A shy yet knowledgeable philosopher offering knowledge in a wide array of subjects with over thirty years of experience. Ideas are well known throughout Europe and have been endorsed by individuals such as Thomas Jefferson, John Adams, and Catherine the Great. Has a law degree but is also well versed in economics, criminology, mathematics, and science.
While shy, I do quite a good job of maintaining good relations with people of influence. After publishing On Crimes and Punishments, I did not initially credit myself with being the writer of the pamphlet because I felt that doing so might have caused European leaders to resent me. After seeing the positive response my pamphlet received, however, I chose to reveal myself and was able to, as a result, gain the admiration of powerful individuals such as John Adams, Thomas Jefferson, and Catherine the Great. My cautious approach to public life allows me to to gain influence in public affairs when my ideas are received positively while also allowing me to avoid dangerous confrontations that might arise if my work is received negatively.
I have worked as part of a team in many projects throughout my life. Indeed, my good friends Pietro and Alessandro Verri worked with me a lot during the writing of On Crimes and Punishments, and I highly doubt that the pamphlet would not have been such a big success had it not been for their input.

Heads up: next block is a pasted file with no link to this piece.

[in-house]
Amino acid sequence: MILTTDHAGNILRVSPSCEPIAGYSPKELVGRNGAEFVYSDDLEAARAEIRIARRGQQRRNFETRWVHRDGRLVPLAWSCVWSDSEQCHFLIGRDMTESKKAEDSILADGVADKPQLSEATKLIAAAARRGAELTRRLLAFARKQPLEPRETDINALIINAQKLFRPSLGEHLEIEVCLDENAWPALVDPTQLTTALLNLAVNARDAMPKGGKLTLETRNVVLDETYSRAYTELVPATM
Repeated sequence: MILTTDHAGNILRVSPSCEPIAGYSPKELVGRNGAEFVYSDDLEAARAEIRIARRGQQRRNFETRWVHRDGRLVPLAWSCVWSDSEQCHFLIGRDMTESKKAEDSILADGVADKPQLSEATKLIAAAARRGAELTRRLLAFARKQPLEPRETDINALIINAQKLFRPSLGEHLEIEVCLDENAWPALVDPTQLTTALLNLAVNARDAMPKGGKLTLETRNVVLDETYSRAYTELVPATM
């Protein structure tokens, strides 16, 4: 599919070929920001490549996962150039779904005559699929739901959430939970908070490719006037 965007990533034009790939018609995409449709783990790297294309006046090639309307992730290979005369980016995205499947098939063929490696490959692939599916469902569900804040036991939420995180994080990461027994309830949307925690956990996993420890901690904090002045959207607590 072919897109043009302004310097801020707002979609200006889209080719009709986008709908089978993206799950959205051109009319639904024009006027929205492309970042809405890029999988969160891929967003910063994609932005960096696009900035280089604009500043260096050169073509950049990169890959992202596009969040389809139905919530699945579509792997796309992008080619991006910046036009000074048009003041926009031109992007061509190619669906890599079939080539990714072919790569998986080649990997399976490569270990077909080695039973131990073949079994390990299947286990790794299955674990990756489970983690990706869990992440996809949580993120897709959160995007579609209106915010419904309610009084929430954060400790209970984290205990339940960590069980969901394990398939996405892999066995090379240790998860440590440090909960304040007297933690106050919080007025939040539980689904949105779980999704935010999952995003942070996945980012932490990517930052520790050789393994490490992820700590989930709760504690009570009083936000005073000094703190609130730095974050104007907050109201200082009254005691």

I, along with my close friends Pietro and Alessandro Verri, founded the Academy of Fists in Milan in 1762. At the Academy I and many other Enlightenment thinkers discussed many subjects including economics, criminal justice, and governance. Indeed, our academy is dedicated to "waging relentless war against economic disorder, bureaucratic tyranny, religious narrow-mindedness, and intellectual pedantry." Had it not been for my friends and our enriching discussions at the academy I highly doubt I would have been able to accomplish as much as I have over the course of my life. As great as the academy is, I feel that my profile would be even greater if I had the nerve to go out and interact with the other great philosophes of Europe. I am, however, very shy and tend to falter when in the presence of a great number of people.
Though while in university I tended to be more interested in the subjects of math and science, after reading the works of men such as Montesquieu and Hume I began to also fall in love with economics. While it is not my best subject, through my reading on the subject and my discussions at the academy I was able to develop my own, fairly sophisticated views on economics. I feel that a country should do whatever it can to increase the welfare and happiness of its people, even if it means sacrificing some of said country's internal wealth. Indeed, mercantilism tends to limit a nation's well being more than it helps it. Tariffs, for example, when they are placed on goods that are highly valued by the people of a nation, are largely ineffective because they push individuals to being participating in smuggling in order to get said goods. Countries, therefore, would be better served if they were to either lower or eliminate tariffs altogether, since this would allow individuals to acquire the goods they want for the lowest price possible.